There’s also a platform specifically dedicated to passive real estate investors called Left Field Investors, which has a great forum for discussing sponsors. 

Join a Passive Real Estate Investment Club

While there aren’t many, there are a few investment clubs specializing in passive real estate investments. 

Left Field Investors is one. My company, SparkRental, operates another, called the Co-Investing Club. You can also check out the Alternative Investing Club as a third option. I don’t mind naming our competitors, because I know and respect them and their founders. All three of these clubs work differently, with a different emphasis. 

Our emphasis in the Co-Investing Club is accessibility: making sure everyone—even those without huge sums—has access to passive investment. We meet every month to collectively vet a new deal from different syndicators or note issuers. 

Left Field Investors and the Alternative Investing Club primarily serve accredited investors. All three clubs put an emphasis on bringing in lots of guest speakers and transparency in having a platform where passive investors can share information about sponsors, deals, and risk factors.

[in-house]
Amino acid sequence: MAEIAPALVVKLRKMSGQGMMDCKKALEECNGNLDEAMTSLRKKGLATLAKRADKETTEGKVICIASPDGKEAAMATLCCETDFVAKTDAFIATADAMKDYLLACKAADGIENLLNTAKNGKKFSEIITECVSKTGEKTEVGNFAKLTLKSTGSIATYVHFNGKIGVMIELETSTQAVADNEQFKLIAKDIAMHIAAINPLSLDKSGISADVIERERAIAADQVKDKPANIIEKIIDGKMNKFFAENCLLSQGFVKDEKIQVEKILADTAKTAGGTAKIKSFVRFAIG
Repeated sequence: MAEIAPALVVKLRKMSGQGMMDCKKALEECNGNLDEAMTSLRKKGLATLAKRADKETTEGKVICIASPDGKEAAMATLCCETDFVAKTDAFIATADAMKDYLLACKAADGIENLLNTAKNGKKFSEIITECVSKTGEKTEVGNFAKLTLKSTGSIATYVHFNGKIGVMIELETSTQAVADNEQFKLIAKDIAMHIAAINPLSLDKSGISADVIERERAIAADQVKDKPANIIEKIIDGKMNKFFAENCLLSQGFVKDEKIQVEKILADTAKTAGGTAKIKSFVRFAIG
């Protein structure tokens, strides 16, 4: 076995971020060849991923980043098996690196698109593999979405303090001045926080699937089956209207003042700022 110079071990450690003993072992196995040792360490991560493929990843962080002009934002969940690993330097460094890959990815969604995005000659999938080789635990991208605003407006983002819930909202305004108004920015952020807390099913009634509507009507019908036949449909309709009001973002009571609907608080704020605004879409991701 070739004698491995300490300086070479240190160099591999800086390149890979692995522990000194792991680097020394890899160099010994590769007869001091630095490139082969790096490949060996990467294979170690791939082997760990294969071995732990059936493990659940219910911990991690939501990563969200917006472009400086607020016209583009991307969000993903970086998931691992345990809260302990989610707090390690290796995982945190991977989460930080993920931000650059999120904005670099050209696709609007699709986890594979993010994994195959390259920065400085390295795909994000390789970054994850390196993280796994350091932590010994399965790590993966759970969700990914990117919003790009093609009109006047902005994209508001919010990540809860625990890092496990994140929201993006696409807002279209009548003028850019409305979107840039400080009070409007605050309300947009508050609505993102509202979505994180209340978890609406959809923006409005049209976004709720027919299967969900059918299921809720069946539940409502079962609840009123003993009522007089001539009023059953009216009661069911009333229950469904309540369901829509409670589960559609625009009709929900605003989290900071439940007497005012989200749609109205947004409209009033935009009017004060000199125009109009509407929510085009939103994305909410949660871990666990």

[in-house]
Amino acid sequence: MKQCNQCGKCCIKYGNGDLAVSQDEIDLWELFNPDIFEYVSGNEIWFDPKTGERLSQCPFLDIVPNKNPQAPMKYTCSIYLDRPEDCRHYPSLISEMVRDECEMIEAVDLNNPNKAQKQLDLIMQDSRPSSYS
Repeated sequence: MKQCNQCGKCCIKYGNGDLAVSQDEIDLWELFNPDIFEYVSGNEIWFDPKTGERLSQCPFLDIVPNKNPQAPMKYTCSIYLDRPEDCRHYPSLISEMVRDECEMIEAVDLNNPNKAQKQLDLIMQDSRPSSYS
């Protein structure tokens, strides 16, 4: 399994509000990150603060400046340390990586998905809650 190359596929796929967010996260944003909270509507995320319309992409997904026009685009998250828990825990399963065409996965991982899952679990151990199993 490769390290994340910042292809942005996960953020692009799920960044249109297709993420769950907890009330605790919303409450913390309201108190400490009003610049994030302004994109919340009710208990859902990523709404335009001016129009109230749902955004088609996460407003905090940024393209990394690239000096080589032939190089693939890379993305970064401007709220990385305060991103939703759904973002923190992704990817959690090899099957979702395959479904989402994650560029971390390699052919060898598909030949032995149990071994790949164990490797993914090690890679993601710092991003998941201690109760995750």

Listen to Passive Real Estate Podcasts

Some real estate podcasts frequently host syndicators. 

BiggerPockets hosts not one but several podcasts, which often feature real estate sponsors. Marco Santarelli hosts the Passive Real Estate Investing Podcast, Goodegg hosts The Life and Money Show, and Left Field Investors hosts the Passive Investing from Left Field podcast. At SparkRental, we host the Live Off Rents podcast, with quick five-to-20-minute episodes. 

They’re all great ways to find new sponsors and hear them explain their unique investing strategy.

Network with Active Investors

You can also invest directly with active investors, the ones who are out in the trenches. Perhaps they flip houses, wholesale properties, or buy and hold rental properties. All could make for great partners for you to invest with passively.  

That could take the form of partnering with them on deals as an equity partner with partial ownership. Or you could lend them money as a private note. 

Word to the wise, however: Only invest with experienced investors who you know, like, and trust. Your cousin buying her first or second property is not a safe person to invest with. Look for investors with dozens or hundreds of deals under their belt, who are happy to open their books and show you their track record—good, bad, and ugly. 

What’s Hard to Find as a Non-Accredited Investor?

Some passive real estate investments allowing non-accredited investors are relatively easy to find. Value-add multifamily real estate syndications come to mind as the most common.